Now I want to talk about how unmanned aerial vehicles (UAV) working on our technology could use standard sensors for precise autonomous delivery with 1-inch accuracy.
You can ask why GPS is not suitable for delivery purposes? The reason is that the accuracy of GPS is about 6 meters, so drone working on GPS can deliver goods close to the house, but it can’t autonomously land the parcel on the rug in front of the door. A drone will either slams into the door or does not reach it at all – the accuracy of the GPS system does not allow it to do so.
What to do?
In this case, it is necessary to use a visual sensor that every drone has – a camera.
Our platform (SLAM SDK and Navigation SDK) can solve the problem of the last “20 feet” of delivery with an accuracy of 1 inch.
Here is how a drone with our installed platform works:
Using the standard function of autopilot on GPS the drone has the ability to launch itself from the starting point and ascend to a safe cruising altitude and then navigate to the desired delivery point—say, a house’s front stoop.
2. When the GPS delivery destination is reached, the drone switches to our proprietary SLAM technology, detects and analyses the place where it should land using standard RGB camera and IMU sensors, then descents, and executes the package drop-off.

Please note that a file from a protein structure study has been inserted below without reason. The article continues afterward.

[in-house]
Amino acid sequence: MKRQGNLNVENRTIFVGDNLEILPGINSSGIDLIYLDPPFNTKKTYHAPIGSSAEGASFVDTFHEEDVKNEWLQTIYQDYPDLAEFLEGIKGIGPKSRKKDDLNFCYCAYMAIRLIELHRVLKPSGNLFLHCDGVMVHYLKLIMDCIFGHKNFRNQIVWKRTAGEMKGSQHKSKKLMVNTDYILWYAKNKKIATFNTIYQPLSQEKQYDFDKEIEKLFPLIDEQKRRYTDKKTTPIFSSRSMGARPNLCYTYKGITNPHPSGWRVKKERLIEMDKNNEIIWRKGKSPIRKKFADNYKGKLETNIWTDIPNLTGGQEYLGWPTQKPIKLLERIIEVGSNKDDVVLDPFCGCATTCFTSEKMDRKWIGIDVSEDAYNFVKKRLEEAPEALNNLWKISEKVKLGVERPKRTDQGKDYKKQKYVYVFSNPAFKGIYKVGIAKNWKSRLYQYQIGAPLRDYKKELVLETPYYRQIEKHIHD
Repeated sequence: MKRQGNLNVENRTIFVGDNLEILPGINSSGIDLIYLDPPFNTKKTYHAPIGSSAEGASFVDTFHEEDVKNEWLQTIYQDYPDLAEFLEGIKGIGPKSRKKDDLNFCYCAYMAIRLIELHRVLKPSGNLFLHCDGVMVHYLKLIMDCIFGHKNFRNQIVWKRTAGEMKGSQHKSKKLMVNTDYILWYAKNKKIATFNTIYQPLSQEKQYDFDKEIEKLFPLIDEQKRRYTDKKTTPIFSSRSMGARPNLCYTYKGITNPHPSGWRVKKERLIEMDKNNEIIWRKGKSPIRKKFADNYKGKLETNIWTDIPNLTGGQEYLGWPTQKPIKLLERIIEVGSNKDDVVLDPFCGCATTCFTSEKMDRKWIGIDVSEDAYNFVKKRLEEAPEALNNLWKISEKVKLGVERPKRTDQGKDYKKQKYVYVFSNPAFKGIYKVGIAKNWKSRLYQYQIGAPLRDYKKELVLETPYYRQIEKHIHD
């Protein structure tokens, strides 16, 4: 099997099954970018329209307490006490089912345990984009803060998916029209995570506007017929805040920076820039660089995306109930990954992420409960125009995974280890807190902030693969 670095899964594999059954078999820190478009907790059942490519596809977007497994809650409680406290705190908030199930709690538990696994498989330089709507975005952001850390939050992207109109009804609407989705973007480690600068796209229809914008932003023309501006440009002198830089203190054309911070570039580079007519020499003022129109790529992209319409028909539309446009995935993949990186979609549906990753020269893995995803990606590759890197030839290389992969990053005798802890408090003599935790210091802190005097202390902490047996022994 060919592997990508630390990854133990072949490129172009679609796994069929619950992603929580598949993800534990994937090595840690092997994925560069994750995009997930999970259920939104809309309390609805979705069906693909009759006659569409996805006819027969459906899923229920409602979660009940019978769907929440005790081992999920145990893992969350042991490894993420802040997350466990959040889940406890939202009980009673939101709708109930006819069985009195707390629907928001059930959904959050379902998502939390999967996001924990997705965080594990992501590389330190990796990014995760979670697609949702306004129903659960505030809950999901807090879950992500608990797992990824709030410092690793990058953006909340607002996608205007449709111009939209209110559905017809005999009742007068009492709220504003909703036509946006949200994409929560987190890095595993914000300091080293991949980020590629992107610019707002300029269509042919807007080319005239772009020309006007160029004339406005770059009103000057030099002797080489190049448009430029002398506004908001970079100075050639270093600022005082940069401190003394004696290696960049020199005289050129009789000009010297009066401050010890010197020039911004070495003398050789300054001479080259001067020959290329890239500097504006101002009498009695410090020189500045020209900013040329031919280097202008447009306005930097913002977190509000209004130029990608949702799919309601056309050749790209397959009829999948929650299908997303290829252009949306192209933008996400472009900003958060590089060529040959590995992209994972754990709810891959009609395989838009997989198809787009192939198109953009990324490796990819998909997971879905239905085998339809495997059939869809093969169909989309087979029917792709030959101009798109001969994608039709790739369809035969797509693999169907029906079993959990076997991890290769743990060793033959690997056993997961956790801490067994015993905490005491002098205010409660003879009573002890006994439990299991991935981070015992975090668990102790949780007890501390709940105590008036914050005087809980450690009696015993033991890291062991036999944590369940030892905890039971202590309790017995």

3. Then the UAV can ascend back to a safe cruising altitude, switch GPS back and navigate safely back or to a new assigned location.
Looks simple, isn’t it?
Many global companies that specialise in delivery (DHL, USPS, Amazon, etc.) have been testing intensely UAV to transport packages, food or other goods. A few even launched special programmes with a goal to move delivery to a new level. The bottleneck of all these systems is that they can not realize a complete delivery cycle – there is a need for a certified pilot for each delivery operation. It means that the company bears the costs comparable to the current models of delivery.
By combining GPS and our platform (SLAM SDK and Navigation SDK) the completely autonomous delivery can be ensured and the cost of one package delivery would be ten times smaller.
I am more than sure that in 2-5 years such systems will become widespread and become a part of our everyday life.